After beginning to work for defendant as the Rigali Chair, plaintiff began to experience health problems and was diagnosed with interstitial lung disease in 2007. Plaintiff underwent extensive medical treatments, and these treatments continued through subsequent years. In May 2010, defendant informed plaintiff that his review for renewal of the Rigali Chair would take place in the fall of 2010. Plaintiff submitted the required materials in June 2010. During the review process, four nationally recognized scholars at top universities evaluated plaintiff's materials and wrote letters in support of his reappointment to the Rigali Chair. Still, at the close of the review defendant advised plaintiff that his appointment to the Rigali Chair would not be renewed.

Plaintiff appealed the decision utilizing defendant's internal procedures. Initially, plaintiff's appeal was rejected, but subsequently, the relevant committee concluded that the review process had failed to adequately account for plaintiff's health and medical condition. The committee recommended that the review process be redone. Despite this decision, defendant's president, Michael Garanzini, overturned the committee's decision and again advised plaintiff that he was not to be retained as the Rigali Chair. Plaintiff continues to be employed by defendant.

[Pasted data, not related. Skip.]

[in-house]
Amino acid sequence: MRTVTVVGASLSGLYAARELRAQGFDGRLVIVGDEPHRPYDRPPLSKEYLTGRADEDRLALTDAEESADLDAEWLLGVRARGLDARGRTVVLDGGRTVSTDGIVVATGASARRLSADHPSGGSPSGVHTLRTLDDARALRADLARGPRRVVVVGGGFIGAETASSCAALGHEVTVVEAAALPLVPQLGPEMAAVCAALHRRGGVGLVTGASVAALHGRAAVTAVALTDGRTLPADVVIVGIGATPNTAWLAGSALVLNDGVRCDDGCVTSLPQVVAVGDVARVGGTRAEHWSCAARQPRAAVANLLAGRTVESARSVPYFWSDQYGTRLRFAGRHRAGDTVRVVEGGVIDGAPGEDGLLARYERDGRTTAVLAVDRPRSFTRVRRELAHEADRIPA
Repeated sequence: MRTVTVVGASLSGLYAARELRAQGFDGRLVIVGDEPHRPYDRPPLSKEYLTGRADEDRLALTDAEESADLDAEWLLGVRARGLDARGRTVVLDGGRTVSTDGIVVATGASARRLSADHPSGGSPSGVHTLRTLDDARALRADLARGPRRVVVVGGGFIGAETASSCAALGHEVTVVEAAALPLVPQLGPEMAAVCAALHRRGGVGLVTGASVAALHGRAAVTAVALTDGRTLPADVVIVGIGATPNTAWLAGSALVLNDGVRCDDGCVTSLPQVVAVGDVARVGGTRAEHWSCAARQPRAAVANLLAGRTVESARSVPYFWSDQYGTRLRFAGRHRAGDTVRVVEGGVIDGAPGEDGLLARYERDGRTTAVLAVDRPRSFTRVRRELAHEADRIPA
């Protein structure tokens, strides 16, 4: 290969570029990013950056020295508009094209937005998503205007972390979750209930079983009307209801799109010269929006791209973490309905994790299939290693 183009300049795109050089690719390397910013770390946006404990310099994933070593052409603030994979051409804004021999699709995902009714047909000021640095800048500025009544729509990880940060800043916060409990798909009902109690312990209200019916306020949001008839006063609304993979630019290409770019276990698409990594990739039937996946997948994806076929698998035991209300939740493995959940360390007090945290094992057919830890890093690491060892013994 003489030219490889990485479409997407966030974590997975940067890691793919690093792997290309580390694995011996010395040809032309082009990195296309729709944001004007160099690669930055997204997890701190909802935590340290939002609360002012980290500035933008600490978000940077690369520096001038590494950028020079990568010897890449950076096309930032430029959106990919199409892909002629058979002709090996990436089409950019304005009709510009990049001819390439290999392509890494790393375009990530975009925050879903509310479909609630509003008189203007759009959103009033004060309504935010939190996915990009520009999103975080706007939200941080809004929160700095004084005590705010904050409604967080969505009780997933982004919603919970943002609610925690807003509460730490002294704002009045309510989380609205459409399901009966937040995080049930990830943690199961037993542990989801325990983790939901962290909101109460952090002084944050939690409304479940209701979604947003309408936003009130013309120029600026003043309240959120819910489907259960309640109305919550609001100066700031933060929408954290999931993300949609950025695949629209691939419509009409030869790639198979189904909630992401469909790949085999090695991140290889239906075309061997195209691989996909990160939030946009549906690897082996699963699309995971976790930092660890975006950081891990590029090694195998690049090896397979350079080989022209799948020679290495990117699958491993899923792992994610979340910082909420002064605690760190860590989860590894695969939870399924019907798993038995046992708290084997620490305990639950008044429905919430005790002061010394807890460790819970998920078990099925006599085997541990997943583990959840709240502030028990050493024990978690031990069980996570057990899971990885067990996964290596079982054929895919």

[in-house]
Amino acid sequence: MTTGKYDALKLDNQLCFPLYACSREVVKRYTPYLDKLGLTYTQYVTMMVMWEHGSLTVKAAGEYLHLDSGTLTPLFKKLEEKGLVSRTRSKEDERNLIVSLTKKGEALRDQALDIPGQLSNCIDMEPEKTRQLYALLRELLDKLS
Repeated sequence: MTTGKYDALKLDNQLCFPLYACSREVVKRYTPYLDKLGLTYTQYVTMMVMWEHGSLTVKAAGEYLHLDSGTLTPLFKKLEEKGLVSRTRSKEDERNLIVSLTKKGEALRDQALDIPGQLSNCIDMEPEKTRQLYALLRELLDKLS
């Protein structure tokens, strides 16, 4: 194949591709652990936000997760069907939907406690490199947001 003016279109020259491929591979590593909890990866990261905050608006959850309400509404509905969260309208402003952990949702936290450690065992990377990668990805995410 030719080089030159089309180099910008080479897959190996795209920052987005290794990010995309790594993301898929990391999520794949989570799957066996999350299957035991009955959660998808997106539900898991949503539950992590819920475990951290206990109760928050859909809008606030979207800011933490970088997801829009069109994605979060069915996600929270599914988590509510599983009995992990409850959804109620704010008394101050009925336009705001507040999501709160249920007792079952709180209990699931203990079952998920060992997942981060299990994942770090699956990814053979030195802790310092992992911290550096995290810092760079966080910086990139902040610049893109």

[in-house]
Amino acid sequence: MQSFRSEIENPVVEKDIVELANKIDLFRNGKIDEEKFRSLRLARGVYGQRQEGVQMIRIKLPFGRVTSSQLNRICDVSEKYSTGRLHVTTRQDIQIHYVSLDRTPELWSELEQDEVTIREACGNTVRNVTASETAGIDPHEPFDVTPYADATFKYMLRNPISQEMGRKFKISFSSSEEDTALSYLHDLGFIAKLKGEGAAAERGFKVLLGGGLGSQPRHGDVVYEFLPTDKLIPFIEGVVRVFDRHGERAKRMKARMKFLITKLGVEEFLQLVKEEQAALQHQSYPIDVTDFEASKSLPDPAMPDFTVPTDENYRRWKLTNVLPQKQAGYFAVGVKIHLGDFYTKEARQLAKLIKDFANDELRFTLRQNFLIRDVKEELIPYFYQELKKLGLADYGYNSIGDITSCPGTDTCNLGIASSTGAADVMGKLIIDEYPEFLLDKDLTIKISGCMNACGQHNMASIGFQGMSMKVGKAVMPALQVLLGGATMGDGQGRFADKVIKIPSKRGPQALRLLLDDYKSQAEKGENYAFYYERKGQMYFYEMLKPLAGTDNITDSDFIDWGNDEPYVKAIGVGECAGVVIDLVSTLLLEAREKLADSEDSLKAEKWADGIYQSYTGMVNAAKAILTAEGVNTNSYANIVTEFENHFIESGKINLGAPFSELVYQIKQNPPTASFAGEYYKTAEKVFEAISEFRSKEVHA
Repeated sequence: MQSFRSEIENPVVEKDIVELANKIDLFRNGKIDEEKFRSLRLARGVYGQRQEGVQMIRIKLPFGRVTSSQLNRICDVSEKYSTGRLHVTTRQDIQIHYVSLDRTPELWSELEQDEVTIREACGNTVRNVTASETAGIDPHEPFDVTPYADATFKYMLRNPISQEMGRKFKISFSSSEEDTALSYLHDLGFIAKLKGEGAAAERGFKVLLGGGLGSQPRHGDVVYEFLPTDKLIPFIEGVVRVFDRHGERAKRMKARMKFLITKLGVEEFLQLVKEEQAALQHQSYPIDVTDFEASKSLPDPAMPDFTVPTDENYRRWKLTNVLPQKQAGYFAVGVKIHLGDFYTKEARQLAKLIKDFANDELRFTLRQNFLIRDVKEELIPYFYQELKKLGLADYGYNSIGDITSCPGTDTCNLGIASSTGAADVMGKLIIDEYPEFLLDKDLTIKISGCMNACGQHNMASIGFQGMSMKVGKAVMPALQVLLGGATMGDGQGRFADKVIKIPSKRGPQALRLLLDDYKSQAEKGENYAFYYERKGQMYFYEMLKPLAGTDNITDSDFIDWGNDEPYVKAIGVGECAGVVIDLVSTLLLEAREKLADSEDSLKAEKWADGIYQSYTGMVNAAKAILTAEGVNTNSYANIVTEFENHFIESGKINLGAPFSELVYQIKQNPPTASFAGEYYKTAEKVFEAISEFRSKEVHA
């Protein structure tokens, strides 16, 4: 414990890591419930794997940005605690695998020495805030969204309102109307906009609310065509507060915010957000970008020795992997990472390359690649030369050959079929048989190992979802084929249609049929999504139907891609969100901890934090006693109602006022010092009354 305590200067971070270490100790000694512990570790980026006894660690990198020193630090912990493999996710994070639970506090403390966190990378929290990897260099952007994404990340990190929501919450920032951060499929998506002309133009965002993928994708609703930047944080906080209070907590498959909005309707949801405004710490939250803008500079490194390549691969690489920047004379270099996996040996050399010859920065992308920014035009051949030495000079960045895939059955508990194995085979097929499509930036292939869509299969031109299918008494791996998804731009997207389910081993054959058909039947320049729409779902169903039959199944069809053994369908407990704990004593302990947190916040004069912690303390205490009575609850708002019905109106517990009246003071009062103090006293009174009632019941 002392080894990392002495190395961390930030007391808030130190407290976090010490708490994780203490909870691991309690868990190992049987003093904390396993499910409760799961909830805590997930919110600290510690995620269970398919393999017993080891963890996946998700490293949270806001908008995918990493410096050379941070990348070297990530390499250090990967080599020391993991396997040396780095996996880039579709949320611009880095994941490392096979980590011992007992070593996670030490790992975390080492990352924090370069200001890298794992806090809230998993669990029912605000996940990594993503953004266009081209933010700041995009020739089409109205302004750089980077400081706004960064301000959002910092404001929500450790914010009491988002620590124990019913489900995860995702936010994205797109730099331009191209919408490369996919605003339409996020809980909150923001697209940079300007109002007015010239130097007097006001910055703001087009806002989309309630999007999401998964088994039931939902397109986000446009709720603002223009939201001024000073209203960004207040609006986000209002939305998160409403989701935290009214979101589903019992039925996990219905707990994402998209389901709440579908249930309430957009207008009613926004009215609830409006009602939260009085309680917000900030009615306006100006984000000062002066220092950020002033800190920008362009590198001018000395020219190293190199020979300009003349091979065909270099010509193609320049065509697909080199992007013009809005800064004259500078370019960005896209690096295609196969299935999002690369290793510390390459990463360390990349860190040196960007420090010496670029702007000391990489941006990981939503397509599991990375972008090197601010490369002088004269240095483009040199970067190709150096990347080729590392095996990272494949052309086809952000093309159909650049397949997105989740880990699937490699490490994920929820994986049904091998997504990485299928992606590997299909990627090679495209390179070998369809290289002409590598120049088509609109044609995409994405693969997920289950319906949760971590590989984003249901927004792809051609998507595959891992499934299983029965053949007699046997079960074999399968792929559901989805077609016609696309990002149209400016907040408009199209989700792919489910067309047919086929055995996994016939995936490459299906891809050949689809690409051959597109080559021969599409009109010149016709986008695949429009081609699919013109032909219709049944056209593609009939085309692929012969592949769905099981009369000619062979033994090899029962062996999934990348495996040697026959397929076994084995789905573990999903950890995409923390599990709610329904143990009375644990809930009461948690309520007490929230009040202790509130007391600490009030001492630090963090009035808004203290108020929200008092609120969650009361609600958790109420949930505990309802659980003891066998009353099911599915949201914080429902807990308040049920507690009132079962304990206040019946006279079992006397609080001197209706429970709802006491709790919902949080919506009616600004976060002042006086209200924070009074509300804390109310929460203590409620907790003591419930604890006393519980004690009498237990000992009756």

A motion to dismiss tests the sufficiency of the claims, not their merit. Gibson v. City of Chicago, 910 F.2d 1510, 1520 (7th Cir. 1990). I must accept all well-pleaded allegations in the complaint as true and draw all reasonable inferences in plaintiff's favour. McCann v. Neilsen, 466 F.3d 619, 622 (7th Cir. 2006). Dismissal is warranted only if the factual material in the complaint fails plausibly to suggest that defendant is entitled to relief. Bell Atlantic Corp. v. Twombly, 550 U.S. 544, 555-56 (2007).